The Mercane WideWheel electric scooter has exploded in popularity this year. While most people use it as a powerful commuter scooter, I wanted to see what happens when you leave manicured asphalt paths and venture into the great outdoors. Check out my off road test video below and read on to hear how the adventure went.
The WideWheel electric scooter
I’ve had a Mercane WideWheel electric scooter for nearly six months now and have enjoyed it thoroughly. If you saw my original Mercane WideWheel review here on Electrek, then you’ll know how pleased I’ve been with it.
The dual 500 W motors and the comically wide wheels make it a great commuter scooter. And with a top speed of 25 mph (45 km/h), it will get you where you’re going quickly.
It doesn’t have the longest travel suspension I’ve seen, but it still works at smoothing out the road and prevents vibrations from traveling to your hands and feet. FluidFreeRide, the sole distributor for the WideWheel in the US, has even been working to make the fun scooter even better with recent upgrades to the Generation 2 WideWheel scooter.
As much as I’ve enjoyed the scooter, I’ve mostly only commuted on it. That has left me wondering why I was sticking to smooth bike lanes and streets all the time. With a scooter this powerful and nimble, it seemed like a shame not to give it a more intense test in the wild.
So that’s what I did.
And what I found is that even though the WideWheel isn’t really meant for the trails, it does surprisingly well when the road runs out.
The WideWheel electric scooter doesn’t have pneumatic tires like most scooters. Instead, its tires are solid rubber. While that would make the ride pretty harsh on any other scooter, the dual swingarm suspension of the WideWheel makes up for the lack of air in the tires. And that adds one huge benefit for off-road: no worries about tire punctures.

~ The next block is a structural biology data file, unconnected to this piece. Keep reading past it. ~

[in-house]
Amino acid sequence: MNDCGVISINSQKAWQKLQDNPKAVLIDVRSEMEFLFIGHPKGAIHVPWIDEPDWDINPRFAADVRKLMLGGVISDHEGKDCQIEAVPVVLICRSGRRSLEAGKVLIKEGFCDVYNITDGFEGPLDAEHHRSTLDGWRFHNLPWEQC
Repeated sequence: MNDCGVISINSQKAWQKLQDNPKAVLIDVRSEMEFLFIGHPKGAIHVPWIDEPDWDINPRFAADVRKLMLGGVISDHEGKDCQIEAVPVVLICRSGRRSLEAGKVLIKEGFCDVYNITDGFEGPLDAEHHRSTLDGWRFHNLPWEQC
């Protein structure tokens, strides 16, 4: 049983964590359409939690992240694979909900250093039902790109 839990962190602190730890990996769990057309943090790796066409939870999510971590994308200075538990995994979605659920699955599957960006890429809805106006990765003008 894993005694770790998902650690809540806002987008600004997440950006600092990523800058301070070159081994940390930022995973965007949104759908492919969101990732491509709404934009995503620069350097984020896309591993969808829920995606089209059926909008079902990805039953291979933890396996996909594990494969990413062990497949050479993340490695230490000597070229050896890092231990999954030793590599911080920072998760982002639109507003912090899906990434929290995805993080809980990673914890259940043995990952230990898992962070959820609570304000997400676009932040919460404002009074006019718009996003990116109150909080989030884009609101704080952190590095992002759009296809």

I was riding over sharp rocks, sticks, thorns, and all sorts of perils that would normally make me think twice about leaving home without a spare inner tube. But with the Mercane WideWheel, I could just laugh as I rode through a thorn bush or hit the edge of a 2×4 that would surely have caused a pinch flat in any of my other bikes or scooters.
The wide wheels also gave me plenty of traction on all sorts of different types of terrain. The tread isn’t terribly aggressive – remember that the tires are really meant for the road. But because the wheels are so wide, what the tires lack in knobs they make up for in sheer surface area. Loose dirt and gravel are both definitely doable thanks to the extra large contact patch that keep you up on top of the earth and not sinking down into it like narrower wheels would.
I took my Widewheel electric scooter over all sorts of varied terrain from forest trails to grassy fields to nature walks and boardwalks. You name it, I rode it. And so far I simply have yet to find something it can’t handle.
The power of the dual motors seems to help it get out of just about anything, though ironically the power sometimes can be an issue if you’re too throttle happy in loose conditions.
If you have a heavy foot, err… thumb, then the wheels can sometimes spin if you try to accelerate too quickly. I’m a fairly lightweight rider though, at 155 lb (70 kg) so that could make the effect more pronounced for me. But it goes to show that the scooter has more than enough power and you definitely need to modulate the throttle carefully in loose off-road conditions. This is absolutely not like a Lime or Bird electric scooter where you just mash the throttle down all the way and wait for it to accelerate. The WideWheel scooter accelerates like crazy if you give it full throttle.
So I found that the Widewheel is really a great off-road electric scooter. The Mercane WideWheel electric scooter isn’t cheap at around $1,000 and there are definitely more affordable, lower power electric scooters out there. But you aren’t going to be taking a 250 W electric scooter onto terrain like this!
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